How does the American Transmission Company decide where new high voltage lines will be located?
John Callaway of ATC described the process and offered some insight into the world of electrical generation, transmission and distribution at the Aug. 16 Waunakee Rotary meeting.
Describing the basics, he told the club that generation begins with sources such as coal, wind or natural gas. Transmission, the business of ATC, is moving the power around, and distribution is sending it homes and bushinesses.
ATC sees that power is distributed for Wisconsin, Michigan Minnesota and parts of Illinois. The higher voltage 132kv lines are heavy and sway, he said, explaining that’s why trees in their corridors are cut down. An East Coast power blackout caused in Ohio created new standards for maintaining such high voltage lines.
ATC formed in 2001, and since then, it has improved 165 electric substations and permitted 60-plus projects. One recently permitted project was the Badger Coulee line north of Waunakee to the LaCrosse area.
It was needed to transmit power from various energy sources generated in Canada and the United States.
The Midcontinent Independent System Operator oversees power distribution in this region, and its objective is to provide customers with the least expensive electricity on a daily basis. MISO calculates the power demands, and bids for the energy.
Renewable energy mandates play a role in the need for transmission, as well. John noted that in Wisconsin, the state has a mandate to ensure 10 percent of its energy comes from renewable resources. But in order to meet that goal, it may for example need to bring in hydroelectric power from Manitoba, John said.
Some areas are better than other for generating renewable energy from sources such as wind, John explained.
When new transmission lines are built, the process begins with identifying every possible route. The state statutory process requires ATC to first look at where utility lines currently exist.
They can also identify highways and railroad corridors, along with recreational trails,
“Most are former railroad beds,” he said about such trails, adding they are linear.
“The last place to look is a brand new right-of-way,” John said.
The Badger Coulee line was proposed first 2010, and open houses followed. Then, in 2012, ATC locked in the options with preliminary corridors. ATC narrowed those down to two routes, as the Public Service Commission requires under state law.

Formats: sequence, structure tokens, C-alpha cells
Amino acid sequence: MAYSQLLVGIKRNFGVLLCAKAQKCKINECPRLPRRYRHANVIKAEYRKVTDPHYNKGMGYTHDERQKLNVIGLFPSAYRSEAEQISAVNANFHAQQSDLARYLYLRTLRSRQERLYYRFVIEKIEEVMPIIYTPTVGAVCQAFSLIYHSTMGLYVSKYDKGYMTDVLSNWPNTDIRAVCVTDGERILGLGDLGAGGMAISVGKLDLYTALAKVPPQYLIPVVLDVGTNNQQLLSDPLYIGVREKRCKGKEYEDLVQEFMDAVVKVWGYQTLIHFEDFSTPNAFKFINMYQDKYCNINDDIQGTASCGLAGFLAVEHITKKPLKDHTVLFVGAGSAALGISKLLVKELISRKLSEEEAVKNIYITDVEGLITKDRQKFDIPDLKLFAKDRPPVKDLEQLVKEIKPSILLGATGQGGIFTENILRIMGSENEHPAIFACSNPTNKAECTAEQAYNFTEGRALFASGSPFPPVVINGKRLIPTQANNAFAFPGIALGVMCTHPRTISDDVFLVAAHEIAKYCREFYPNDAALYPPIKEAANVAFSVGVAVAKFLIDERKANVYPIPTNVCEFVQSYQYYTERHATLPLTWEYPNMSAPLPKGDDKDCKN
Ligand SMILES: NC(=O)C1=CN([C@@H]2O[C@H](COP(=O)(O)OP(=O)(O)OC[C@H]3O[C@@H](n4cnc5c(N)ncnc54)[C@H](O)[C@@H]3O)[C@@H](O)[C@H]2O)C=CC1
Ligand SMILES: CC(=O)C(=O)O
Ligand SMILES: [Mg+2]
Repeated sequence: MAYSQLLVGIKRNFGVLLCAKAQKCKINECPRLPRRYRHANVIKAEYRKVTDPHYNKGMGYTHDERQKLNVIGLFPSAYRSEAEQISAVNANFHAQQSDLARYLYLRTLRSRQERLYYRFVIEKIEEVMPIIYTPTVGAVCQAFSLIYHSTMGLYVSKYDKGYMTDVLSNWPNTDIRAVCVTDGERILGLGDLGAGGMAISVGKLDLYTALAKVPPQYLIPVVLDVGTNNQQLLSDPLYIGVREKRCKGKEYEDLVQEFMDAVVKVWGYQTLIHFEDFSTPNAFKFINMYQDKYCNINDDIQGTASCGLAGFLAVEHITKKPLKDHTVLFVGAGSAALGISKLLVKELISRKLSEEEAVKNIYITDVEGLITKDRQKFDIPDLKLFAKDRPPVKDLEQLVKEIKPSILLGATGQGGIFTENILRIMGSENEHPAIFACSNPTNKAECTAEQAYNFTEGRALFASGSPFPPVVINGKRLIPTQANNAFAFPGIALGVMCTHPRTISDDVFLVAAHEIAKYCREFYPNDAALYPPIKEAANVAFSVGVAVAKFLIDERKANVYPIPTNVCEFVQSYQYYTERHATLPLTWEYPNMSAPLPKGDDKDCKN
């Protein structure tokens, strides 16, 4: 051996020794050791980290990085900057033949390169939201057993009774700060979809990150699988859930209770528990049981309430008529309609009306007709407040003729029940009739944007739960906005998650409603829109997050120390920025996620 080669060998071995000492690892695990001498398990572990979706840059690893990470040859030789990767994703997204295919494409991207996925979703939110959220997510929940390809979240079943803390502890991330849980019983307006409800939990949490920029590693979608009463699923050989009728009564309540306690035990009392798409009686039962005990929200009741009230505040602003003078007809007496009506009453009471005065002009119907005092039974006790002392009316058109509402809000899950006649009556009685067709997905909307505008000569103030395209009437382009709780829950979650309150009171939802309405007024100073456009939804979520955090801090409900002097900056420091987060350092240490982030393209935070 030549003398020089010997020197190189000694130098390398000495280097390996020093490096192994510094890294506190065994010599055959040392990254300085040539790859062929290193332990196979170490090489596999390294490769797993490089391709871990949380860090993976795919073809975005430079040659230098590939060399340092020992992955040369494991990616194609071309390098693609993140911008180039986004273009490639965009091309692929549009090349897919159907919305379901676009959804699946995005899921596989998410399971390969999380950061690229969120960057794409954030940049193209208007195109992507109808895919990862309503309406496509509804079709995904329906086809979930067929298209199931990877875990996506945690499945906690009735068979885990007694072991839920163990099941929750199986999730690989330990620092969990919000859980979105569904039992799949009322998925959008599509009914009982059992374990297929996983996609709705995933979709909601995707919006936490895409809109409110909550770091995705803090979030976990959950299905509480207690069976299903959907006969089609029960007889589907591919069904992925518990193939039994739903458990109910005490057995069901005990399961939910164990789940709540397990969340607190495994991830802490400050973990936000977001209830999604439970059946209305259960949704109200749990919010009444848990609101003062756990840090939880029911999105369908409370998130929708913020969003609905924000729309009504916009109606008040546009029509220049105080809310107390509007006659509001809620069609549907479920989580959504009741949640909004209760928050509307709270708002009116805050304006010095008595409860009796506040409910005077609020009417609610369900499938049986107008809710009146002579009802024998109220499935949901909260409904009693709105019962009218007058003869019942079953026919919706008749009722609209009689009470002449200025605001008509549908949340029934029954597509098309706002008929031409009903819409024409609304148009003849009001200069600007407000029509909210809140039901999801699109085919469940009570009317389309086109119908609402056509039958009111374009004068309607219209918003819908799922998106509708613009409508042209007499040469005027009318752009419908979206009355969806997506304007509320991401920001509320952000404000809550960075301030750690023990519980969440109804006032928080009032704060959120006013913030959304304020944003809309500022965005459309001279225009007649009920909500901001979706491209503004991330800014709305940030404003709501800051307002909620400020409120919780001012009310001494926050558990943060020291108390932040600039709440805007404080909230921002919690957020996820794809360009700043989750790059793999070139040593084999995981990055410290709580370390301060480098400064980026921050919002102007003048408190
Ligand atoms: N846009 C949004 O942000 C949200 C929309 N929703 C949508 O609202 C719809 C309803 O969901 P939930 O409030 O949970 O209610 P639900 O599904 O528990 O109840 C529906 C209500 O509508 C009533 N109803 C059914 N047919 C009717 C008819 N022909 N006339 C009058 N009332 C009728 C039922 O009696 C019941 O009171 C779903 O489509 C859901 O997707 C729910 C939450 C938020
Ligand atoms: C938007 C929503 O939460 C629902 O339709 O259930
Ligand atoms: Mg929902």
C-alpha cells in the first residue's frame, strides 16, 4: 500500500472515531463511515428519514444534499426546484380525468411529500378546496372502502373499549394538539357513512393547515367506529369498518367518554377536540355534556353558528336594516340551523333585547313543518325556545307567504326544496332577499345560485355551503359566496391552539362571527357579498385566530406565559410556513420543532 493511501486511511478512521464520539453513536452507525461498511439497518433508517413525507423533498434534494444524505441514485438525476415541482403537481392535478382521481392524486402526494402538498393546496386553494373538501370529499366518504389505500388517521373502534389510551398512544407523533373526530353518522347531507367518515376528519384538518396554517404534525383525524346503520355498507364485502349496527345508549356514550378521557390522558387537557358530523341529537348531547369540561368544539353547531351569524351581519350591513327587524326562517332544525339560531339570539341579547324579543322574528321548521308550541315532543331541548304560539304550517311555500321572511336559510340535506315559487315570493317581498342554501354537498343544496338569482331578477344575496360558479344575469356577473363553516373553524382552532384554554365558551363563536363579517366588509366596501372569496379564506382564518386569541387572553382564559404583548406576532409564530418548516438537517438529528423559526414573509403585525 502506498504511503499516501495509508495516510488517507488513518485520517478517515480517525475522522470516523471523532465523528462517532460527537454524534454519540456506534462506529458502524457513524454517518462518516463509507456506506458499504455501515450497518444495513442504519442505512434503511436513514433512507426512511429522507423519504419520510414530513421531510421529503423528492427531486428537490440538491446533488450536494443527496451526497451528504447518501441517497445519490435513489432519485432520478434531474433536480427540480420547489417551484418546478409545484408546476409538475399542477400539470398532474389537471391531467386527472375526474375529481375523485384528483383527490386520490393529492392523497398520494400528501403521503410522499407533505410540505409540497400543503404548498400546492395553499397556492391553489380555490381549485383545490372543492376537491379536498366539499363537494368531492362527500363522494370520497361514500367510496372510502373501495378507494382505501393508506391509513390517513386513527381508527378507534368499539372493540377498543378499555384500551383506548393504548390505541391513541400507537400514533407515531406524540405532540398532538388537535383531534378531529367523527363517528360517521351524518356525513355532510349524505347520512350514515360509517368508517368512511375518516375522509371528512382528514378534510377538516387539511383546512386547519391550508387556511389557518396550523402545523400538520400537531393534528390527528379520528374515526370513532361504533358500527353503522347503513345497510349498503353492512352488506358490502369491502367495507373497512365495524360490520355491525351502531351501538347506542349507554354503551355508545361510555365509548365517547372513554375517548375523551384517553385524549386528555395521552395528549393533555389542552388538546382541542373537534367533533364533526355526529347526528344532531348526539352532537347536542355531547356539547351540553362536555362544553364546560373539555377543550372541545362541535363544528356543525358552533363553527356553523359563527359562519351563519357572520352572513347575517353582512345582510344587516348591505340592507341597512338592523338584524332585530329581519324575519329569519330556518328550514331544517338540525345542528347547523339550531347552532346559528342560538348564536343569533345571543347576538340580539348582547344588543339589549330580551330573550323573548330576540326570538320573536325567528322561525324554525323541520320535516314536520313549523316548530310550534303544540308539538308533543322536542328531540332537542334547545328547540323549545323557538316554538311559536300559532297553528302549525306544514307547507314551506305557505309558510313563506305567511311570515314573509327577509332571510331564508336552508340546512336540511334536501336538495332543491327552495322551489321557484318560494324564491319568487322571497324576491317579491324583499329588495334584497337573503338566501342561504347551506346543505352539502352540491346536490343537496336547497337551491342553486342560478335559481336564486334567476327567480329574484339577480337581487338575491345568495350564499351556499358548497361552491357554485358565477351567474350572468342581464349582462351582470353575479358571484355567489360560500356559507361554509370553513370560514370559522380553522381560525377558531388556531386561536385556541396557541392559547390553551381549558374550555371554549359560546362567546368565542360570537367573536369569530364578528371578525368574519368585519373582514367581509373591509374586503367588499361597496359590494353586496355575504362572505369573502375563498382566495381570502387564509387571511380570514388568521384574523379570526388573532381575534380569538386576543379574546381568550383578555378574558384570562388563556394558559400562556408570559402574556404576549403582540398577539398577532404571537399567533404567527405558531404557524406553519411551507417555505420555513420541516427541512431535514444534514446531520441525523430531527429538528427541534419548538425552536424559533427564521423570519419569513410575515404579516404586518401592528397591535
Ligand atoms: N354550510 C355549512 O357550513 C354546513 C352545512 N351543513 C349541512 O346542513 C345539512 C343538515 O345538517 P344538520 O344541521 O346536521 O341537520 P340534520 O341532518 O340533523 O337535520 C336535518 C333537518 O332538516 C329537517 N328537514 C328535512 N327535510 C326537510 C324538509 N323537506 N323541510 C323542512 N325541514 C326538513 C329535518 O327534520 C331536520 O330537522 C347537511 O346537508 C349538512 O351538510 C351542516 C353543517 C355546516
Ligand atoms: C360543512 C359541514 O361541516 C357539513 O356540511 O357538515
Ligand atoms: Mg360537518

Bob Pulvermacher and Cory Randl, the greeters for the meeting, said a few words about themselves.
Bob is retired after 30 years working two jobs and is a proud Rotarian. Two items on his bucket list: to see the Brewers beat the Cubs in the World Series and for the Democrats to put somebody good on the ballot who can beat Gov. Scott Walker.
Cory just turned 40, a big milestone for him. He has two daughters, ages 5 and 7, and this year, they will both be in school full time. He’s had fun this summer with family doing some hiking, and is proud to be part of Rotary and the Waunakee community.

Other News:
–Emily Tucker, Rotary International’s Regional Membership Officer, attended the meeting. She previously worked in Evanston, Illinois, but when a remote membership officer position opened, she relocated to Madison. She is a resource for all things related to membership development.
–The club presented Allison Feldbruegge with a $500 check for the Sun Prairie Disaster Relief Fund.
Guests: John Callaway, speaker; Steve and Chris Landgray (?), guest of Ray and Harriet Statz; Paul Carderella, corporate associate in Liz Diehs’ place.
Visiting Rotarians: Emily Tucker, Rotary International.
Birthdays: Aug. 23, David Rupp.
Anniversaries: Aug. 26, Lori and Peter Derauf; Aug. 26, John and Debbie Cullen; Aug. 27, Danny and Lori Miller; Aug. 28, Connie and Marjorie Blau.
Greeters: Aug. 23, Thomas Roepke and David Rupp; Aug. 30, Bob Sachtjen and Troy Salisbury; Sept. 6, Ellen Schaaf and Todd Schmidt.